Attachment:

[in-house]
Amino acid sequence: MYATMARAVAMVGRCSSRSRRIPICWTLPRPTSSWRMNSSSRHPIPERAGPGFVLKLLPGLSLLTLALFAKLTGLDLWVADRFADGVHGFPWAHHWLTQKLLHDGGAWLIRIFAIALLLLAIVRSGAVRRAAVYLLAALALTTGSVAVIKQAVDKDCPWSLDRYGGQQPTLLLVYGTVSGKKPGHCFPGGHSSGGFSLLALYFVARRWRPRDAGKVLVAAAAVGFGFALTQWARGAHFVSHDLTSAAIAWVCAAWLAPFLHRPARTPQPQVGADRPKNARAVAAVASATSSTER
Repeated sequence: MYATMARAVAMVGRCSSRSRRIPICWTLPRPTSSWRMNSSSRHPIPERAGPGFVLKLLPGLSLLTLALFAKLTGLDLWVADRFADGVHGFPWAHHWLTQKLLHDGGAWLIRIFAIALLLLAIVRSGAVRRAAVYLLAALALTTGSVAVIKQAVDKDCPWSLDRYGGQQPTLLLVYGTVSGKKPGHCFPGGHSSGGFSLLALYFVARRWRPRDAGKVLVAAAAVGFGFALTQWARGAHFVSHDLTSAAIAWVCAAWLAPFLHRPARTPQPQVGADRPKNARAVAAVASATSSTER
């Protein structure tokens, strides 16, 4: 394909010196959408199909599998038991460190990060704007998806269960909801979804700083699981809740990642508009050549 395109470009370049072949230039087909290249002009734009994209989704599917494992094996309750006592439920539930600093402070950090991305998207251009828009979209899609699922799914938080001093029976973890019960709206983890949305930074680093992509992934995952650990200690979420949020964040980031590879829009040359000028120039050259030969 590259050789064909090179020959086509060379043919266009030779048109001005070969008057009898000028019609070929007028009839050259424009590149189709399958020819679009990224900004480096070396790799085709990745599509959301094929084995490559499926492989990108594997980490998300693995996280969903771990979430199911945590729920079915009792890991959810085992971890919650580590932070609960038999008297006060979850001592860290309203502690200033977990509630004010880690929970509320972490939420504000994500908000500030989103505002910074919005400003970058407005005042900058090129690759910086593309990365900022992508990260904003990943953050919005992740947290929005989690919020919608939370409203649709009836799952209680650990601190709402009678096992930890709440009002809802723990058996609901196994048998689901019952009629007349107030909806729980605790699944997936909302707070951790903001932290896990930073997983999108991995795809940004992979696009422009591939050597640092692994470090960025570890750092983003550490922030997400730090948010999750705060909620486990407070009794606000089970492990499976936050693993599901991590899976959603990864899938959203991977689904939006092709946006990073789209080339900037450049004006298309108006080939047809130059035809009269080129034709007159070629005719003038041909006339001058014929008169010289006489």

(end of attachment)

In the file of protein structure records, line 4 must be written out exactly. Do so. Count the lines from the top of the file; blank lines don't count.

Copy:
């Protein structure tokens, strides 16, 4: 394909010196959408199909599998038991460190990060704007998806269960909801979804700083699981809740990642508009050549 395109470009370049072949230039087909290249002009734009994209989704599917494992094996309750006592439920539930600093402070950090991305998207251009828009979209899609699922799914938080001093029976973890019960709206983890949305930074680093992509992934995952650990200690979420949020964040980031590879829009040359000028120039050259030969 590259050789064909090179020959086509060379043919266009030779048109001005070969008057009898000028019609070929007028009839050259424009590149189709399958020819679009990224900004480096070396790799085709990745599509959301094929084995490559499926492989990108594997980490998300693995996280969903771990979430199911945590729920079915009792890991959810085992971890919650580590932070609960038999008297006060979850001592860290309203502690200033977990509630004010880690929970509320972490939420504000994500908000500030989103505002910074919005400003970058407005005042900058090129690759910086593309990365900022992508990260904003990943953050919005992740947290929005989690919020919608939370409203649709009836799952209680650990601190709402009678096992930890709440009002809802723990058996609901196994048998689901019952009629007349107030909806729980605790699944997936909302707070951790903001932290896990930073997983999108991995795809940004992979696009422009591939050597640092692994470090960025570890750092983003550490922030997400730090948010999750705060909620486990407070009794606000089970492990499976936050693993599901991590899976959603990864899938959203991977689904939006092709946006990073789209080339900037450049004006298309108006080939047809130059035809009269080129034709007159070629005719003038041909006339001058014929008169010289006489």